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GDPR - Documenting Personal Data Processing

(25 May 2018)

Today the GDPR becomes enforceable across the EU. The new UK Data Protection Act 2018 is also now in force, replacing the Data Protection Act 1998 and making provisions for how the UK government applies the GDPR. In the lead up to GDPR enforcement the Information Governance Unit has been presenting a series of communications that draw from guidance available on the Data Protection webpages. This week the focus is on upholding documenting our data processing activities and disposal of personal data. For more information about data protection and information governance, please visit the Information Governance webpages and for more information about each of the Individual Rights, please see this page.

GDPR – Documenting Personal Data Processing

The GDPR requires data controllers to document their data processing activities. We do this in a number of ways. Recently we have been collating Information Asset Registers that capture information about our personal data processing activities and are currently analysing those returns. There are other ways in which we need to document our activities, including:

  • Data Protection Impact Assessments (DPIAs), which are used to identify the privacy risks associated with the processing of personal data and for implementing appropriate controls to manage those risks. These are key document in building ‘privacy by design’ into processing activities and should be used when planning a new data processing activity.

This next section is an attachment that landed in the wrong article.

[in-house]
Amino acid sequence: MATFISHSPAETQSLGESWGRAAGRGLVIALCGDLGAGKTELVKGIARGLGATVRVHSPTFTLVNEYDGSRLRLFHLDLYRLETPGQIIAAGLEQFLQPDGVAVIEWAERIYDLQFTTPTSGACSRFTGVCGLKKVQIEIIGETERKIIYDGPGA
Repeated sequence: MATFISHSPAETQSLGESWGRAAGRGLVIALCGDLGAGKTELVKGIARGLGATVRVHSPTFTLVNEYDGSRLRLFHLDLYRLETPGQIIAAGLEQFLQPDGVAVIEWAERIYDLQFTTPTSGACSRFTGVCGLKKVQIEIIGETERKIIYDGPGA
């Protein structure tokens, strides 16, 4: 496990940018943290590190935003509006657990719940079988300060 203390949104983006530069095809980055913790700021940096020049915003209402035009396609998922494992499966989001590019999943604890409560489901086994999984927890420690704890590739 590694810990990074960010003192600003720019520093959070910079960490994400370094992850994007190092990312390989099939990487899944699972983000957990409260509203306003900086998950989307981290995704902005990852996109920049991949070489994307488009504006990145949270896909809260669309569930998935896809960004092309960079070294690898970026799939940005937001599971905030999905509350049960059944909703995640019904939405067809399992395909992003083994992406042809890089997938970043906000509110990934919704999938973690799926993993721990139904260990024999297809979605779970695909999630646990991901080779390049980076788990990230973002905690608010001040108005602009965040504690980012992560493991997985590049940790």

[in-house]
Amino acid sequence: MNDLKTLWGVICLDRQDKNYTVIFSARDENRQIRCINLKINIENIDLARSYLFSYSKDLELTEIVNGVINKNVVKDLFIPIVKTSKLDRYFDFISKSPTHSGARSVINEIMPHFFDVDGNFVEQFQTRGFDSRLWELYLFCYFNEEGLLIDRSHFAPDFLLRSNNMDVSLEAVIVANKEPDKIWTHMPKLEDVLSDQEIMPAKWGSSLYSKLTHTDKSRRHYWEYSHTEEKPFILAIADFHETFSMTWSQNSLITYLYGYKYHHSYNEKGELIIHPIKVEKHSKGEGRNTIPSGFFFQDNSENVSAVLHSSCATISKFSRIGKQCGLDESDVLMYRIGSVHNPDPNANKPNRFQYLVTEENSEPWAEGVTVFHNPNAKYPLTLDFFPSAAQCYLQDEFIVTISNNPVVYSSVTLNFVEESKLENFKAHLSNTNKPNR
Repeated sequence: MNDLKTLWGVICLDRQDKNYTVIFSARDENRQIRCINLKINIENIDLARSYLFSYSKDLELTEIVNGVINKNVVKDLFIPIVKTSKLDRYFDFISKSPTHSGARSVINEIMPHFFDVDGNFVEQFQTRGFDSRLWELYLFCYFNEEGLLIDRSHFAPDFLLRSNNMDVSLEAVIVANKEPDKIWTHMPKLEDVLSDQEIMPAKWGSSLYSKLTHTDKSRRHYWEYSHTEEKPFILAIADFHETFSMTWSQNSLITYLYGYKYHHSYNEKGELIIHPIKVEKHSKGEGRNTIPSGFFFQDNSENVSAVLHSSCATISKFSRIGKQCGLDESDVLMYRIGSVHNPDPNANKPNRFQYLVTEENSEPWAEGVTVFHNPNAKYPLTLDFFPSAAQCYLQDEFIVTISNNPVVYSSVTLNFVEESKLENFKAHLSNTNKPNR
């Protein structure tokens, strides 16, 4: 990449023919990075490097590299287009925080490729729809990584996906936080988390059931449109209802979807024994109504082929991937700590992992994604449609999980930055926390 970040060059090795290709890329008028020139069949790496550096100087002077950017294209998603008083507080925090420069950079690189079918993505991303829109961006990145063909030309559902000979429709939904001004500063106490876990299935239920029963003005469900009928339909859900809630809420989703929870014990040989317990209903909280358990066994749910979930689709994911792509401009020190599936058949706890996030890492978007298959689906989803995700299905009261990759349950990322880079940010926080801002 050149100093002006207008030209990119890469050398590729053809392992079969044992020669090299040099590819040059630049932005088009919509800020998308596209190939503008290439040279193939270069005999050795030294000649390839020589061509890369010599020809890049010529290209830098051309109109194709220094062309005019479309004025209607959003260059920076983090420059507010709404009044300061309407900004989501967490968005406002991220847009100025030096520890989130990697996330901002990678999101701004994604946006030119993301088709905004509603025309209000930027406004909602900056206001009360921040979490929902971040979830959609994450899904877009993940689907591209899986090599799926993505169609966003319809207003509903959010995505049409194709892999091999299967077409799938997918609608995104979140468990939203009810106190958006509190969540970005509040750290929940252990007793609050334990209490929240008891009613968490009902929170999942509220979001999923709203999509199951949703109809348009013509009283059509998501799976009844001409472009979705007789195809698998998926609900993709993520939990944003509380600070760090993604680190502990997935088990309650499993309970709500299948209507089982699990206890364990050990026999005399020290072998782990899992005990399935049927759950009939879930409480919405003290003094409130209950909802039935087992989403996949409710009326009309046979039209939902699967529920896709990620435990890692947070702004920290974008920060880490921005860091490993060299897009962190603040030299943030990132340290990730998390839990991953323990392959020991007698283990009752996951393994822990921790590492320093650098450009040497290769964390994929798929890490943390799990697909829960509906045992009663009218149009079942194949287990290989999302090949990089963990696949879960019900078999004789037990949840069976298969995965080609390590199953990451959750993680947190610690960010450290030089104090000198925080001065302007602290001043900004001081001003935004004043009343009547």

• Data management plans for research activities, which fulfil a similar role to DPIAs.
  • Ensuring data processing agreements and contracts are in place with third parties that we use for data processing activities (data processors), as well as data sharing agreements with other data controllers or joint data controllers.
  • Privacy Notices that inform data subjects about the personal data processing we are carrying out on their personal data.


GDPR - Disposal of Personal Data

Disposal of personal data is necessary when it is no longer required, or where no lawful basis can be determined for actually processing it. This includes processing activities carried out on our behalf by third parties.

  • Refer to the University Records Retention Schedule for guidance on the length of time information assets should be retained. Older personal data must only be retained where there is a strong requirement, like a legal obligation.
  • Regular weeding of personal data is recommended.
  • Disposal may include transfer to the University Archives and Special Collections or destruction. Where destruction is required, small volumes of personal data can be shredded locally or for larger volumes the University Secure Shredding Procedure must be implemented.

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